Thursday, October 25, 2012

Howl-i-day Safety TIps

HOTLR Alum Susie shows her Halloween spirit

We can no longer deny it.  The holidays are upon us.  But before we all get wrapped up in the full craziness of the holiday season, it's important to review some important tips about pet care that come to the forefront during the holidays.  Check out these tips below:

1) Microchip your pets - many of us travel during the holiday season and for some of us that means are pets travel too.  Whether you take your pet with you or leave him with a friend, relative or neighbor unfortunate incidents can happen.  With all the noise, lights, costumes, people, decorations, new environment and general hubbub, your pet may find himself or herself overwhelmed. An unfortunate escape through the front door or backyard could put your pet in danger and you out of your mind with worry.  Having your pet identified with tags and microchipped is the safest way to increase the chances your pet will be found and returned to you.

Check with your veterinarian to learn more about microchipping.

2) Holiday food - and we don't just mean candy....Most of know about the dangers of your pet ingesting chocolate.  An 80lb dog can get ill from just a 8oz of baking chocolate and while it takes more dark chocolate and even more milk chocolate to make a big dog sick, it takes far less for a little dog to become ill.  Chocolate toxicity can cause vomiting, diarrhea, seizures, rapid heartbeat, low blood pressure and.or coma.  Call your veterinarian immediately if you suspect your pet has ingested chocolate.  Be sure to store your candy in a safe place away from your pet.

Same goes for food rich in fat, turkey or chicken bones or really any other foods your dog does not regularly eat.  Dogs that get table scraps or get into holiday dinner trash can become ill.  Symptoms may be anything from a mild bout of diarrhea and/or vomiting to a more severe illness such as pancreatitis or hemorrhagic diarrhea requiring expensive treatment and overnight hospitalization.  While most veterinarians keep pretty regular hours during the holidays, many vets close for the holidays themselves meaning that you will need to seek emergency care costing much more....

For a list of foods that can cause harm to your pet, check out this link from the ASPCA:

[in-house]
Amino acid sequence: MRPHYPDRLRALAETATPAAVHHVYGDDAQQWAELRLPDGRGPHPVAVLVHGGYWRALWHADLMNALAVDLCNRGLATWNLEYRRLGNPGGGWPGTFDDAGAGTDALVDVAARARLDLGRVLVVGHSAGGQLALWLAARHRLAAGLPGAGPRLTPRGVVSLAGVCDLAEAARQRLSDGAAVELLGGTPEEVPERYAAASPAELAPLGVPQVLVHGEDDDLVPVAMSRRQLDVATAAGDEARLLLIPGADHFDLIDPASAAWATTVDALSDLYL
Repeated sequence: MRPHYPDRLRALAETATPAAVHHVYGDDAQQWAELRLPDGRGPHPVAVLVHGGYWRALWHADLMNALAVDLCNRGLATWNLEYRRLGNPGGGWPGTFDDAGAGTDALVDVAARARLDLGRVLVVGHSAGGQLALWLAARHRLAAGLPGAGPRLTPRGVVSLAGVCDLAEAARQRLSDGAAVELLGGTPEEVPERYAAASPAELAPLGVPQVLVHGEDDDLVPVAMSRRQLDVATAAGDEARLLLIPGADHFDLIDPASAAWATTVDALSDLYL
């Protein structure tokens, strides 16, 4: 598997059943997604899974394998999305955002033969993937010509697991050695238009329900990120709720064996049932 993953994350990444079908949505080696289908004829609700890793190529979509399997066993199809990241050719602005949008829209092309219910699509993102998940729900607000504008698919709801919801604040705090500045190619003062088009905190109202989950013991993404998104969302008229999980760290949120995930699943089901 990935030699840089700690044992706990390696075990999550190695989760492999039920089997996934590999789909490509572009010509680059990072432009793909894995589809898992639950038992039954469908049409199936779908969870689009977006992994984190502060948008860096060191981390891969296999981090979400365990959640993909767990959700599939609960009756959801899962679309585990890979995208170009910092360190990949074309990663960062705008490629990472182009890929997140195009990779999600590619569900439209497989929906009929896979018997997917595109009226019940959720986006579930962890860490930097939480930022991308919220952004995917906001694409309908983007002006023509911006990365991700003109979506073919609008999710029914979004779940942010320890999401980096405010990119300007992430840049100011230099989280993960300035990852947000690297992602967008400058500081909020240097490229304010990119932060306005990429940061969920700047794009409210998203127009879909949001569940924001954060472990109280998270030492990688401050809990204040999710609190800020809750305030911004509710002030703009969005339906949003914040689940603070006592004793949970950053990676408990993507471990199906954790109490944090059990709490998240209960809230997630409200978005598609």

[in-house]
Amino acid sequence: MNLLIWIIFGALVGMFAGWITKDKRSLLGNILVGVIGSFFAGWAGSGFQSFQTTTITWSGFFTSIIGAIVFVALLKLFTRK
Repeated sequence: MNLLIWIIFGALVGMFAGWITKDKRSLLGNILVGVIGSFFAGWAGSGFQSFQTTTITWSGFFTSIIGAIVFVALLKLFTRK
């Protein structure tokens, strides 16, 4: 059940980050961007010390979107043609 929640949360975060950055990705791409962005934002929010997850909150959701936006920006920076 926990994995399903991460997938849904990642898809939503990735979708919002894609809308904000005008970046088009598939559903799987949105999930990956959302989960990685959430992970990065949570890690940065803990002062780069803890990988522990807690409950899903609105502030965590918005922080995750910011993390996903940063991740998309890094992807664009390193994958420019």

ASPCA Poison Control Hotline: (888) 426-4435

3) Holiday decor - If you are a Lab owner then you probably already know that a Labrador can find almost anything entertaining.  Some of my dogs' favorite toys (empty water bottles, cardboard wrapping paper rolls, socks, shoes and plastic flower pots) were not designed with dogs in mind.  Neither are holiday decorations.  Make sure that you keep your pet safe from chewing on or eating any holiday decor that could harm him.  Christmas tree balls and electrical power cords could tempt an inquisitive puppy or young Lab.  Be aware of decorations that your pet might find interesting.

4) Holiday gifts - I can't resist it.  Every year on Christmas Eve, my husband and I hit the local pet store and stock up on holiday gifts for our dogs.  We use scraps of gift wrapping and wrap the presents so the dogs can "open" them on Christmas morning.  You've probably guessed by now that we don't have human children.

Many of our friends and relatives will stop by with gift for our pups as well.  Unfortunately, though many have tried, indestructible Labrador toys are few and far between.  That's why it is of utmost importance that you think carefully before you purchase toys for your pets.  As with anything, it seems the better quality (in this case, harder to destroy) toys are more expensive.  Make sure you purchase toys that are appropriate for the size and personality of your dog.  Consider speaking to shop owners or your veterinarian for recommendations on the best type of toy for your pet.  Last but not least, always supervise your pet when he/she is at play.

For more information on holiday safety tips specific to Halloween, please click here: Halloween Safety Tips.

Heart of Texas Lab Rescue News Flash is written by Marcy Stellfox, HOTLR Board Member, Foster & Adopter.

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